Third: Instead of lying, why not tell the truth? Tell your friend that all you have is aspirin, which will help reduce the swelling a little and staying still and not causing more muscle damage will reduce the bleeding, which is what is causing most of their pain. Tell them that staying as relaxed as possible will help with the pain too, and mention that concentrating on relaxing muscles, starting at the toes and working up and then back to the toes in a cycle not only helps control pain with the relaxation but also helps take their mind off the pain while they concentrate on the muscles, which reduces how much the pain will bother them. You then help them by talking them through the relaxation process. This is all truth and the kind of pain you get from even a badly broken arm really can be helped this way.

    Fourth: The reformed criminal needs to be weaned off his religion, if only because doubts could lead to another bout of mental illness (yes, “nihilism” is a mental illness). I don’t mean you get in his face every minute, but he needs to begin to understand that the strength to end the madness was HIS strength; it is HIM who works in that soup kitchen every day and he doesn’t need to believe a lie to stay where he is. Being mentally ill hurt. That was why he wanted change it. Working for the good of his fellow humans feels good because he has several million years of evolution as a social animal running through his DNA. Being a violent criminal hurt, helping others feels good. He should be able to do the math (though he may need to sing a quite a few bars of LA LA LA LA LA first).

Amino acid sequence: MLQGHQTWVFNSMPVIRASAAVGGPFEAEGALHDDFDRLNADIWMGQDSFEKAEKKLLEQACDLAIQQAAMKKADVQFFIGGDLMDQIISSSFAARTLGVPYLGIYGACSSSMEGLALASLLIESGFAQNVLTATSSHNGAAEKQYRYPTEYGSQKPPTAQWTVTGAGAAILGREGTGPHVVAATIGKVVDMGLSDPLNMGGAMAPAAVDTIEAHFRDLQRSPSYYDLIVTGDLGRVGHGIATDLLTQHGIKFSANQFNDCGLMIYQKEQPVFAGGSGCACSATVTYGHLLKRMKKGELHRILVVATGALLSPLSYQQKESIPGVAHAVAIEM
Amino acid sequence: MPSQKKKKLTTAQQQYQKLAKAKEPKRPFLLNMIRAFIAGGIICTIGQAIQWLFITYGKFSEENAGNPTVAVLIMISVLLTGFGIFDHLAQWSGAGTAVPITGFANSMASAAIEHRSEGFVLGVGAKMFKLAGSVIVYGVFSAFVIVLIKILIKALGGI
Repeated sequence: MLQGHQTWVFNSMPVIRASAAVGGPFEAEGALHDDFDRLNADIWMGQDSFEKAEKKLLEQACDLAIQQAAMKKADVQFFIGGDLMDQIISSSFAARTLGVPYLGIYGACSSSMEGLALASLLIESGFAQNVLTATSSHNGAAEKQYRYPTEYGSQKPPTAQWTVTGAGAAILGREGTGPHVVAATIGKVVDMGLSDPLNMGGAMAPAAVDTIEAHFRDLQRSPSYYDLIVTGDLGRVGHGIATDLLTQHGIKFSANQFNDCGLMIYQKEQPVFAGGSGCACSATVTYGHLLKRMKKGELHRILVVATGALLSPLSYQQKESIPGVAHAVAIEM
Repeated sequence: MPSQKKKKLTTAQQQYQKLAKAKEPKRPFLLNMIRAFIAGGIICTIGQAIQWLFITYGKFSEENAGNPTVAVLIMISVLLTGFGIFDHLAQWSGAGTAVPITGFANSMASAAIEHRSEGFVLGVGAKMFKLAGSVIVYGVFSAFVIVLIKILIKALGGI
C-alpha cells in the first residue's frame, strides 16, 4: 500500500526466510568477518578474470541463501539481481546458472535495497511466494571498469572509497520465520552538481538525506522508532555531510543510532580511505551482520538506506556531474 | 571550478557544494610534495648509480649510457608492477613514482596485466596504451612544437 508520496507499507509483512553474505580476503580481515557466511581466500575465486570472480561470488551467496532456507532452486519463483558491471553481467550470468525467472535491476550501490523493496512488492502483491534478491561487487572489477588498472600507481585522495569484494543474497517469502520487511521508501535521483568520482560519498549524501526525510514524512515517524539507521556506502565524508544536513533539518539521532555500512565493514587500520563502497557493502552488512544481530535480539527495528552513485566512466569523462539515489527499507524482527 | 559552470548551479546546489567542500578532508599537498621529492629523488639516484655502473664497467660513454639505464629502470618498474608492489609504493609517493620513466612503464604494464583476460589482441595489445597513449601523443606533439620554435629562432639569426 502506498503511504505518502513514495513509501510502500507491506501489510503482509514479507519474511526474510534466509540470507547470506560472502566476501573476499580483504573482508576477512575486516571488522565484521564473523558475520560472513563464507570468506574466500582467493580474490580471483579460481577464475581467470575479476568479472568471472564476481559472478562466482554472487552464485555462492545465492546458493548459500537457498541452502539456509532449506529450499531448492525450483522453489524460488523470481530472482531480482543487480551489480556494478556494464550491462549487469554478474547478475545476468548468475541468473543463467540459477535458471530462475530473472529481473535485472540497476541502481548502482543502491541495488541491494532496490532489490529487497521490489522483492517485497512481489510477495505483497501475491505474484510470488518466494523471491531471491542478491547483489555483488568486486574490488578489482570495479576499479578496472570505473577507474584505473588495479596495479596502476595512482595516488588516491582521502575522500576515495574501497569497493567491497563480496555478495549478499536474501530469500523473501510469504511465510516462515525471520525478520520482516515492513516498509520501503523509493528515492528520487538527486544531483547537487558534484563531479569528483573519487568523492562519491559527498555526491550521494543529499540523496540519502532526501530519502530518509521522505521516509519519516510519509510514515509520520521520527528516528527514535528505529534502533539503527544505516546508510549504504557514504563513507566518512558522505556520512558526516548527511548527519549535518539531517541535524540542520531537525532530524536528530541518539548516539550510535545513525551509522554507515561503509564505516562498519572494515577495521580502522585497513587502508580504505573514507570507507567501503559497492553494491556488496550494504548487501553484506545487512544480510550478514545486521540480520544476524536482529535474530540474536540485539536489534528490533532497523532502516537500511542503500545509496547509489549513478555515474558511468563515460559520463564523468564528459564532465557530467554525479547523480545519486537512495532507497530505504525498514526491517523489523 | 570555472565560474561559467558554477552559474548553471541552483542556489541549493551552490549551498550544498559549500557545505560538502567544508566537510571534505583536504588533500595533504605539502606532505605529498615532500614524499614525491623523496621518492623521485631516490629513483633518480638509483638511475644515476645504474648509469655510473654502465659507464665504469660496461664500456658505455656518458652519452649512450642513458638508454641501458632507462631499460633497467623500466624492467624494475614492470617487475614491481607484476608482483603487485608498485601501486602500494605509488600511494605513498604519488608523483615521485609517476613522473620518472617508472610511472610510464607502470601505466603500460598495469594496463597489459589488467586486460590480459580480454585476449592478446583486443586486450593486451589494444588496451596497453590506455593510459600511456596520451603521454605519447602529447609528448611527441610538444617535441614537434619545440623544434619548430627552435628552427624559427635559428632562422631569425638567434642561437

62. 62
    Louis

    Otrame,

    {blush}

    Fiver to the usual account? ;-)

    Louis

  63. 63
    Shibujiro

    A lot of hand-waving over a simple question. The answer is yes. If there were a lie that would make life better on average forever and ever, I think it would be immoral not to tell that lie.

    I think what people are arguing is not this question, but the question of whether such a lie could actually exists. It probably couldn’t, but that’s not really the question.

  64. 64
    evilisgood

    I’m one of those “closet atheists” — I go to church and even teach Sunday School. Partly I have family reasons for that, but I also think that, on the whole, organized religion does more good than harm in the world. The good comes, not from the leaders pontificating about intolerance, but from everyday people in congregations around the world, helping their neighbors and caring for the poor and hungry. Basically, I think that most people have a lot of trouble being good, and need all the help they can get.

    Do you realize how condescending this is. To be good, you don’t need to believe in false things, but “most people” do? What makes you so different from most people?

    This argument annoys me so deeply that I had to come out of lurking to point it out. Thanks for your time.

  65. 65
    truthspeaker

    brucegee1962 says:
    12 October 2011 at 2:04 pm

    The Good Lie